SIMS, the subject of the present invention, desorbs and ionizes molecules in the solid form or mixed with a solid matrix using energetic ions. Low fluxes of ions are used for surface analysis of organic molecules thus avoiding ion degradation of the molecules. Higher fluxes are used for inorganic compounds or for depth profiling. SIMS, therefore, provides a highly sensitive method of analysis for large, volatile, thermally fragile molecules. The experiment is simple compared to GC/MS and other techniques. The samples analyzed can often be observed for hours under low flux bombardment.
Desorption of ions from the solid matrix requires that ions be generated, usually by ion impact, fission particle impact, laser irradiation, chemical manipulation, and similar techniques. These methods, however, are limited by their lack of specificity for particular molecules that may be in a mixture. Ion impact, fission particle impact, laser irradiation, and similar techniques ionize the molecule they contact, whether it be the molecule of interest or another molecule. Similarly, chemical manipulation, principally accomplished by the addition or removal of a proton, is non-specific and affects any molecule with a protonated functional group. Novel methods of selectively ionizing a molecule of particular interest could, therefore, greatly increase the efficacy of the SIMS technique.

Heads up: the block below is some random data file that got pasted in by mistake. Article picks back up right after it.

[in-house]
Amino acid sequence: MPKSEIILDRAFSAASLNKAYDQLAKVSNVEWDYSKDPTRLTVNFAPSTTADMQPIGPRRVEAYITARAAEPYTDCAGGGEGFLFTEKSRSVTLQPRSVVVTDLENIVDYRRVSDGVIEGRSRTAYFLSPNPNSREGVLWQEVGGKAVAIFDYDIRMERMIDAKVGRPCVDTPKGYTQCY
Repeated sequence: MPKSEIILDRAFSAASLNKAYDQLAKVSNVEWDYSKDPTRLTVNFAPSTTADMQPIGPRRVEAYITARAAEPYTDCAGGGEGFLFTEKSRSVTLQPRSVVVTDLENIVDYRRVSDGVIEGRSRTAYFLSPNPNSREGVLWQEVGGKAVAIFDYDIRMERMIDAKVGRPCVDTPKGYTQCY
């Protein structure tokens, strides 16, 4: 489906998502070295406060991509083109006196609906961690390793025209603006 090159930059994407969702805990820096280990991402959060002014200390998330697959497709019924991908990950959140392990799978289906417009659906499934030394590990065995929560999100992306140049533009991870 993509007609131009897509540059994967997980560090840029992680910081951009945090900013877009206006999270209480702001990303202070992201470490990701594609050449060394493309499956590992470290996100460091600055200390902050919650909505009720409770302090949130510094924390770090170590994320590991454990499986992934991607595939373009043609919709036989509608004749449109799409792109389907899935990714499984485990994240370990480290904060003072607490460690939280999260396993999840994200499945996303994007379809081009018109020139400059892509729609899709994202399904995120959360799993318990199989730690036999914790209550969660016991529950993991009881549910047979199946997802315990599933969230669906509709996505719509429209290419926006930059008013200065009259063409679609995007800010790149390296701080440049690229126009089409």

It is, therefore, an object of the present invention to provide a method for selectively ionizing target molecules.
It is a further object of the present invention to analyze the ionized target molecules using SIMS.
It is another object of the present invention to eliminate interference with SIMS from other molecules in the sample by selectively ionizing only target molecules.
These and other objects are achieved by derivatizing target molecules to produce target molecules having an ionic moiety. The derivatized target molecules are desorbed from the sample and analyzed using SIMS. Non targeted molecules, of little interest, are not derivatized and, therefore, are not desorbed as ions and do not interfere with the SIMS analysis.
Other objects, advantages, and novel features of the present invention will become apparent from the following detailed description of the invention.
FIG. 1 is an equation showing the reaction mechanism for carbonyl compounds with Girard's Reagent P.
FIG. 2 is a fragmentation pattern showing SIMS spectra of three mixtures of aldehydes and ketones, 2 ng each on silver, derivatized with Girard's Reagent P.
(a) shows the fragmentation pattern for a mixture of low molecular weight (C2 -C5) aldehydes and ketones, where Peak No. 1 represents acetaldehyde, Peak No. 2 represents acrolein, Peak No. 3 represents acetone, Peak No. 4 represents butyraldehyde, and Peak No. 5 represents cyclopentanone.
(b) shows the fragmentation pattern for a mixture of medium molecular weight (C5 -C8) aldehydes and ketones, where Peak No. 6 represents 2-pentanone, Peak No. 7 represents 3-hexanone, Peak No. 8 represents 3-heptanone, and Peak No. 9 represents 3-octanone.